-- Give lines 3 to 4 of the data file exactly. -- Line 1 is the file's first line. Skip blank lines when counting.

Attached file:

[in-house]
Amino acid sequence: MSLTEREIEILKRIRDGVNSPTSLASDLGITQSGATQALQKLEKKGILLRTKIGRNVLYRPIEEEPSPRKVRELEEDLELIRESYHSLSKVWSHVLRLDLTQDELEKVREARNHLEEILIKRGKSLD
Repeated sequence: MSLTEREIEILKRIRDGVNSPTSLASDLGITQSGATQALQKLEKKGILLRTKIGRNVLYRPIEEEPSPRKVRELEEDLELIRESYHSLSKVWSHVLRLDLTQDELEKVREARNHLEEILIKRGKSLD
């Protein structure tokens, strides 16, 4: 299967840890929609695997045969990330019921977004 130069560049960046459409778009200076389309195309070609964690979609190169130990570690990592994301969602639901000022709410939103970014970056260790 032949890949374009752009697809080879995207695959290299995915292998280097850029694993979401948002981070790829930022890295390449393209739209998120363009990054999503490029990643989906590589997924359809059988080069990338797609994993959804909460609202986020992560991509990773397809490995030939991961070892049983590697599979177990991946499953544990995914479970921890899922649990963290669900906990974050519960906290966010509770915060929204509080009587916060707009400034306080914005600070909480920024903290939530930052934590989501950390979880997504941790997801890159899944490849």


Repeated sequence: MSLTEREIEILKRIRDGVNSPTSLASDLGITQSGATQALQKLEKKGILLRTKIGRNVLYRPIEEEPSPRKVRELEEDLELIRESYHSLSKVWSHVLRLDLTQDELEKVREARNHLEEILIKRGKSLD
């Protein structure tokens, strides 16, 4: 299967840890929609695997045969990330019921977004 130069560049960046459409778009200076389309195309070609964690979609190169130990570690990592994301969602639901000022709410939103970014970056260790 032949890949374009752009697809080879995207695959290299995915292998280097850029694993979401948002981070790829930022890295390449393209739209998120363009990054999503490029990643989906590589997924359809059988080069990338797609994993959804909460609202986020992560991509990773397809490995030939991961070892049983590697599979177990991946499953544990995914479970921890899922649990963290669900906990974050519960906290966010509770915060929204509080009587916060707009400034306080914005600070909480920024903290939530930052934590989501950390979880997504941790997801890159899944490849």